Running a multinational fast food chain means sometimes your experiments -- be they crazy E.T. knock-off movies or Big Mac-spewing ATM machines -- sometimes don't go quite as expected. It happens. Still, because yesterday's fuck-up makes for today's farce -- and because some of this stuff was actually pretty tasty -- it's worth remembering just where McDonald's chose to course-correct over the years, especially considering Rick and Morty just hysterically called out the company's attempt at Szechuan sauce as a cash grab for Mulan back in the '90s.
Let's dive through more of Mickey D's discontinued menu items and see what we find...
New York's First Japanese Speakeasy Restaurant is a Hidden Gem
Because you couldn't walk six feet in the early '90s without colliding with an ad featuring Michael Jordan, naturally McDonald's chose to capitalize on His Airness in the form of a sandwich. Called the McJordan, it was topped with bacon and a very special BBQ sauce -- so special, in fact, that a 20-year-old jug of it recently sold for just shy of $10,000. But wait, there's more. When introduced, the sandwich was quite literally a nothingburger originally called the Big 33, intended for Larry Bird. It was renamed for Jordan when Larry Bird wasn't big anymore. Poor Larry Bird.
First sold in 1998 as part of a promotion with the Disney film Mulan, McDonald's Szechaun dipping sauce sold with McNuggets found a second cultural life this week after being revealed as the series' primary motivational arc on the Season 3 premiere of the Adult Swim show Rick and Morty. Gotta get that sauce, Morty.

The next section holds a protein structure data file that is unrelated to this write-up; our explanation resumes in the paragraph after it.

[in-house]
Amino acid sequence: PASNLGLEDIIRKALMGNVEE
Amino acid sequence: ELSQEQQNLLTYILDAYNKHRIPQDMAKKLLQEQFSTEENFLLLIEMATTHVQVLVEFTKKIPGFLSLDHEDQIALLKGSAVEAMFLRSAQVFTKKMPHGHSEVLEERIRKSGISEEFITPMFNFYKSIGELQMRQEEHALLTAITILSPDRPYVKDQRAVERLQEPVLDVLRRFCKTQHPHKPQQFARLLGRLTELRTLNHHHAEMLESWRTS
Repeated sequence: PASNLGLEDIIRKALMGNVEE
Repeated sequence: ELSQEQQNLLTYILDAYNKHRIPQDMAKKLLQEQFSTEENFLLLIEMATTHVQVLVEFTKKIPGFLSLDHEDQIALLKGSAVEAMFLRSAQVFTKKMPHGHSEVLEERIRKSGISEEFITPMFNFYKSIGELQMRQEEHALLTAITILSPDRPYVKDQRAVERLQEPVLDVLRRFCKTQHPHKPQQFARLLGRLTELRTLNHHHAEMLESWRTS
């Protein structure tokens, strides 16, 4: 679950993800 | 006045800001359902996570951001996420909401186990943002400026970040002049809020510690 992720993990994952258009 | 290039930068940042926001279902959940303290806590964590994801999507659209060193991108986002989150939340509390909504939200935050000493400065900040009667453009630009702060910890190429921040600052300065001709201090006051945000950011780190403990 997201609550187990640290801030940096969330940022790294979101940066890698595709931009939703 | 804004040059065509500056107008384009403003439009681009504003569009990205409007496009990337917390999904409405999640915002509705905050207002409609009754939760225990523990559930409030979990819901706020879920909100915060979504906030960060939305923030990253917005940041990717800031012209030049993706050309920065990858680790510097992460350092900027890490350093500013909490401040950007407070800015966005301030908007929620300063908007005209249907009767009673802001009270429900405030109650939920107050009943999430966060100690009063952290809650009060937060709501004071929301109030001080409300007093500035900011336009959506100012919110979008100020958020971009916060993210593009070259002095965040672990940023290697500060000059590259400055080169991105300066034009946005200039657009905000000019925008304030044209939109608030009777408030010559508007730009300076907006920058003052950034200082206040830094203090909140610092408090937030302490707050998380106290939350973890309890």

Like the similarly short-lived Chicken McBites, but with by far the worst McDonald's commercial of all time. These came and went in 2013, and they may have been intended for people who abstain from meat during Lent, but thank God they were canceled. I can't imagine the visual and auditory assault you'd suffer from watching this commercial between Cheers reruns.
The Hula Burger
Crafted in the '60s with similar intentions -- to give hungry Catholics a guilt-free Lenten Friday option -- this Hawaii-inspired creation was made with a slice of grilled pineapple with cheese. When it became clear that the Filet-O-Fish sandwich was getting more of that sweet godly love, McDonald's founder Ray Kroc killed the Hula.
The Eggs Benedict McMuffin
As a way to cash in on the commercially unsuccessful (but underrated!) Disney film Atlantis: The Lost Empire, McDonald's rolled this item out into its breakfast menu in 2001. Hollandaise sauce didn't satiate the chain's early risers, however, and it was discontinued in the same year. The chain does serve regular-old eggs Benedict in Taiwan, though.
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Introduced in the '70s as a test item for the very first McDonald's dollar menu, this legendary nugget, which we assume tasted like pieces of a Bloomin' Onion, quickly disappeared. The only traces of it that remain anywhere appear to be found on Internet lists and a sample preserved in the McDonald's archives in Illinois.